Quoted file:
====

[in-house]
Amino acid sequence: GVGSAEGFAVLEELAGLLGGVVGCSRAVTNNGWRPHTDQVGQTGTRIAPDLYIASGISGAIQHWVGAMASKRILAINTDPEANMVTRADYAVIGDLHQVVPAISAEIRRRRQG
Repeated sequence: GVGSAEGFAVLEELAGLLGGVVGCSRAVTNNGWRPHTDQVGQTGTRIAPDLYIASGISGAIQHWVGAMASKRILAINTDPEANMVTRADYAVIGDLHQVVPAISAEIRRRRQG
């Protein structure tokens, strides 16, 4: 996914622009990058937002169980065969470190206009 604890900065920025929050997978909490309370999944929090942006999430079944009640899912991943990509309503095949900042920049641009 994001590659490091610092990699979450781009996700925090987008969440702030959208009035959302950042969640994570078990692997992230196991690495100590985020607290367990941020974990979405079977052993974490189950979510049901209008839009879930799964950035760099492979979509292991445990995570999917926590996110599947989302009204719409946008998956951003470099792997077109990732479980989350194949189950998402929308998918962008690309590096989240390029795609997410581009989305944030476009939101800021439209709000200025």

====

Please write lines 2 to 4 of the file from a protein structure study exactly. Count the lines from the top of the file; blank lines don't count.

Amino acid sequence: GVGSAEGFAVLEELAGLLGGVVGCSRAVTNNGWRPHTDQVGQTGTRIAPDLYIASGISGAIQHWVGAMASKRILAINTDPEANMVTRADYAVIGDLHQVVPAISAEIRRRRQG
Repeated sequence: GVGSAEGFAVLEELAGLLGGVVGCSRAVTNNGWRPHTDQVGQTGTRIAPDLYIASGISGAIQHWVGAMASKRILAINTDPEANMVTRADYAVIGDLHQVVPAISAEIRRRRQG
């Protein structure tokens, strides 16, 4: 996914622009990058937002169980065969470190206009 604890900065920025929050997978909490309370999944929090942006999430079944009640899912991943990509309503095949900042920049641009 994001590659490091610092990699979450781009996700925090987008969440702030959208009035959302950042969640994570078990692997992230196991690495100590985020607290367990941020974990979405079977052993974490189950979510049901209008839009879930799964950035760099492979979509292991445990995570999917926590996110599947989302009204719409946008998956951003470099792997077109990732479980989350194949189950998402929308998918962008690309590096989240390029795609997410581009989305944030476009939101800021439209709000200025």